New ‘FLiRT’ COVID-19 Variants Are Responsible For 25% Of Infections

With warm weather finally within reach, a new set of COVID-19 variants, dubbed FLiRT, have been discovered in wastewater surveillance, the Department of Health said. Centers for Disaster Control and Prevention (CDC) reported.

On Wednesday, the CDC said FLiRT variants were showing up in wastewater samples. They found that from April 14 to 27, FLiRT accounted for about 25% of cases in the United States and was responsible for one in four Covid cases in the United States, according to the CDC.

With its rapid infection rate within two weeks, it is now the dominant variant in the United States, ahead of JN.1, the variant that spread around the world throughout the winter, research shows from the CDC.

So, what are these new FLiRT variants and what do their symptoms look like? Ahead, everything you need to know about the new COVID-19 variant called FLiRT and how to protect yourself from infection.

What are the FLiRT variants?

The FLiRT variants, KP.2 and KP.1.1, are part of the Omicron family. Specifically, they are descendants of JN.1.11.1, a byproduct of JN.1, the most common variant until these new ones appeared, according to Prevention.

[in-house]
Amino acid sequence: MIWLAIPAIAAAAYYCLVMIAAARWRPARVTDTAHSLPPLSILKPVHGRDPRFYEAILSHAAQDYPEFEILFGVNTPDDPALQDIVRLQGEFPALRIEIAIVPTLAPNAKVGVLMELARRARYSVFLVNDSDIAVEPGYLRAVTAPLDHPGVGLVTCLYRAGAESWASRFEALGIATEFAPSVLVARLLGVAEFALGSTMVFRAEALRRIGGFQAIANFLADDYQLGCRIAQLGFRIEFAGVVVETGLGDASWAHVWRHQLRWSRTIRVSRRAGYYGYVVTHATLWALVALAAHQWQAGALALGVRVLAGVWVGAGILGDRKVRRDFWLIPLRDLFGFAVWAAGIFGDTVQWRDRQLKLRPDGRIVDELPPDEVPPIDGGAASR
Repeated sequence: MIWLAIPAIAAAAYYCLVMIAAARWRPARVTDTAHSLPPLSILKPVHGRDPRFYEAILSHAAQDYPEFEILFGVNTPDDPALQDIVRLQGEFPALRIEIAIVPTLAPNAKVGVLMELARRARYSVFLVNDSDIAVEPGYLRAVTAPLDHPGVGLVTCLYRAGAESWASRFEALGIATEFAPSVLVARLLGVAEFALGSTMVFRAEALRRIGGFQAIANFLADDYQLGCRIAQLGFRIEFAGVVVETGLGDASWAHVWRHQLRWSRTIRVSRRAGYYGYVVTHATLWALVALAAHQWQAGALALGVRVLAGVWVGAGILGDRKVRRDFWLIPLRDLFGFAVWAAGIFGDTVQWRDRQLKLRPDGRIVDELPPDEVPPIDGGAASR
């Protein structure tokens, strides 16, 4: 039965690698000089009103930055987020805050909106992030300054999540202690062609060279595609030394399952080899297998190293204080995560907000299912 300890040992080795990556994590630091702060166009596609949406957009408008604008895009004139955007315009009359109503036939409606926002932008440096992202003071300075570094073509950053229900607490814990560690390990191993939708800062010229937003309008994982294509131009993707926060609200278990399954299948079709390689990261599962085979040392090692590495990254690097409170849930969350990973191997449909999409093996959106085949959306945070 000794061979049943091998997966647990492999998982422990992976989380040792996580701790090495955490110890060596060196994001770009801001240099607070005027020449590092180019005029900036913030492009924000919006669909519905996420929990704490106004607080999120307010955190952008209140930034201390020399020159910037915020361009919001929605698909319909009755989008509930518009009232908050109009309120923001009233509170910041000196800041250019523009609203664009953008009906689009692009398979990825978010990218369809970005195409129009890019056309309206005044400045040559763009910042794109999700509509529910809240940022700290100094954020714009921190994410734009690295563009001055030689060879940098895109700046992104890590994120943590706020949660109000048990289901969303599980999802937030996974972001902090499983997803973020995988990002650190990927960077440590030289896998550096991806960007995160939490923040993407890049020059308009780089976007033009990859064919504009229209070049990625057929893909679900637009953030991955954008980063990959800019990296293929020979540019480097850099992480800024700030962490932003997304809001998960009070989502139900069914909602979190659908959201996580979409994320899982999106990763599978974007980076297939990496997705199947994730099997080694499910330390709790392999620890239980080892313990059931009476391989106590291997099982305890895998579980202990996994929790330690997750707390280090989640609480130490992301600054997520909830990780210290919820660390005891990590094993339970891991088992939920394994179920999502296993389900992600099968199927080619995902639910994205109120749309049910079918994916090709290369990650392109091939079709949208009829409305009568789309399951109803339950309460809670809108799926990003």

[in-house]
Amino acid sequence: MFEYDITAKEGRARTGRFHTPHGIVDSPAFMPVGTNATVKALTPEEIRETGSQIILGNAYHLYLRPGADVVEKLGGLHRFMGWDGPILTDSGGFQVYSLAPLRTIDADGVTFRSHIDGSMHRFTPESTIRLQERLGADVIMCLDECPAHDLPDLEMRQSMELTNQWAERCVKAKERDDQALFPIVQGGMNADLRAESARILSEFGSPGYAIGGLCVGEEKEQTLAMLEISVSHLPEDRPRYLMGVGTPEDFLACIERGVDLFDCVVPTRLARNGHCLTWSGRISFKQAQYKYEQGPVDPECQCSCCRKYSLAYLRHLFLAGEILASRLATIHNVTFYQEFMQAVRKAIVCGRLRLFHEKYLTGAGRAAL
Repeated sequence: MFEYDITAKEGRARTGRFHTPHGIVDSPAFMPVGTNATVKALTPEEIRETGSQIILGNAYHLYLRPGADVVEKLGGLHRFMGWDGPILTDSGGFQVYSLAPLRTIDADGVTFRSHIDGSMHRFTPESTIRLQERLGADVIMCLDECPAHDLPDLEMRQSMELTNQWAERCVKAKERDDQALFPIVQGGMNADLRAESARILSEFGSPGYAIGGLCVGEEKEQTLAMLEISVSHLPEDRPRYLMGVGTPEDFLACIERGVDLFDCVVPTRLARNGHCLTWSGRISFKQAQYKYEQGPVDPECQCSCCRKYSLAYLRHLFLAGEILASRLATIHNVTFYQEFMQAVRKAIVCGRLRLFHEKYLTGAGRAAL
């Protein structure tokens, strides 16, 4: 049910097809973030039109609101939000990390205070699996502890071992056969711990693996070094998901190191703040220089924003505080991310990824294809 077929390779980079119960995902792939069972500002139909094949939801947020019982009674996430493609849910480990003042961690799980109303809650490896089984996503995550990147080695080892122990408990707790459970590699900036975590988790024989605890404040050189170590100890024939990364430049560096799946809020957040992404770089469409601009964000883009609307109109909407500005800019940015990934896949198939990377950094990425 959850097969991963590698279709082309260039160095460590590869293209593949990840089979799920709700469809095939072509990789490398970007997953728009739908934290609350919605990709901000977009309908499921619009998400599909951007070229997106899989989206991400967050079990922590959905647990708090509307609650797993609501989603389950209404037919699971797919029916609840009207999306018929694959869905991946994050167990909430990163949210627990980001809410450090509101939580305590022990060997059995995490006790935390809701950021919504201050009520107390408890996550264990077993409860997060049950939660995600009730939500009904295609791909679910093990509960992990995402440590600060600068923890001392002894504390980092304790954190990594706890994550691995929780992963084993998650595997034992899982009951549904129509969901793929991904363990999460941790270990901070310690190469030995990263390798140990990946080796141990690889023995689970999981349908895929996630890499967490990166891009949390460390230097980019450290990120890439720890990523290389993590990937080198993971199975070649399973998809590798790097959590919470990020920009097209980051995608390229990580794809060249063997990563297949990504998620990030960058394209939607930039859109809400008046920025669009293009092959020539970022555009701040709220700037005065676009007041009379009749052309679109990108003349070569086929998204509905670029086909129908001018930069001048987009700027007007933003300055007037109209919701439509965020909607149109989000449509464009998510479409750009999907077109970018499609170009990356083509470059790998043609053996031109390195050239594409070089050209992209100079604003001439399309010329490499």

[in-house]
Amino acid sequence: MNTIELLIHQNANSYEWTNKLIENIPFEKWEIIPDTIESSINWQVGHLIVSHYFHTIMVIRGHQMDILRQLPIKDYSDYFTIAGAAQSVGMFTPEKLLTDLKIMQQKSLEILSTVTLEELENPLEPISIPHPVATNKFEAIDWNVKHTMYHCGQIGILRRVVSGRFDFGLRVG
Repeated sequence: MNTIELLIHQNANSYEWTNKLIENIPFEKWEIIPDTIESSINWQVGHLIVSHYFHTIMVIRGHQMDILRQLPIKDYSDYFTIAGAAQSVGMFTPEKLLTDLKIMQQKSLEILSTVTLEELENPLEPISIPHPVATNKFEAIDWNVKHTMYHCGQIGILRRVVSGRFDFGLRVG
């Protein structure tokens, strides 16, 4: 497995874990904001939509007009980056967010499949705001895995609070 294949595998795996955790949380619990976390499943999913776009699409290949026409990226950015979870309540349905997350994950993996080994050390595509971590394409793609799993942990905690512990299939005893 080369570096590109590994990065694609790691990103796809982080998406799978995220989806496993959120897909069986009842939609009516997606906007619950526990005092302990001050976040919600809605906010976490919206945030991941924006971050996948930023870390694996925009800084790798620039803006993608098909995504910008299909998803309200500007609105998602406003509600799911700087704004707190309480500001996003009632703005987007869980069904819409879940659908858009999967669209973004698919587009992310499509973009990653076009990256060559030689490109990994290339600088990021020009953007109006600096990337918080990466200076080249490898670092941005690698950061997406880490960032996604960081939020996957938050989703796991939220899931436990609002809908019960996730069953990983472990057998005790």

Since they are new, there isn’t much information yet on how these variants work. However, the research revealed some changes in the spike protein of KP.2 compared to JN.1, according to Prevention. Aren’t you aware of all this scientific jargon? The Spike protein is how SARS-CoV-2 infects you, it latches onto your cells and, well, you get sick.

What are the symptoms of FLiRT of COVID-19?

The CDC says symptoms of FLiRT COVID-19 include:

It is important to note that as new variants of COVID-19 spread, symptoms may vary between people.

How do I know if my COVID-19 infection is the FLiRT variant?

Unfortunately, a COVID-19 test won’t tell you exactly which variant is responsible for your infection, since it only detects the presence of the virus. However, genomic sequencing will look at the genetic code of the virus to help determine which variant caused your infection, according to Nebraska Med.

How should I protect myself against the FLiRT variant of COVID-19?

Staying up to date with your booster shots may offer some protection against this new variant, according to Nebraska Med. The pub says other ways to protect yourself against the FLiRT variant may look like:

  • Opt for outdoor activities rather than indoors whenever possible

  • Avoid high-risk environments

  • Wash your hands often

  • Avoid close contact with others

  • Wearing a mask in public places

  • Stay home if you are sick or have symptoms of COVID-19

Those who are more likely to get sick during a spring or summer surge could benefit from the new monoclonal antibody Pemgarda, a new treatment that was granted emergency use by the FDA in March, according to WebMD. This is a preventative measure for people considered moderately to severely immunocompromised.

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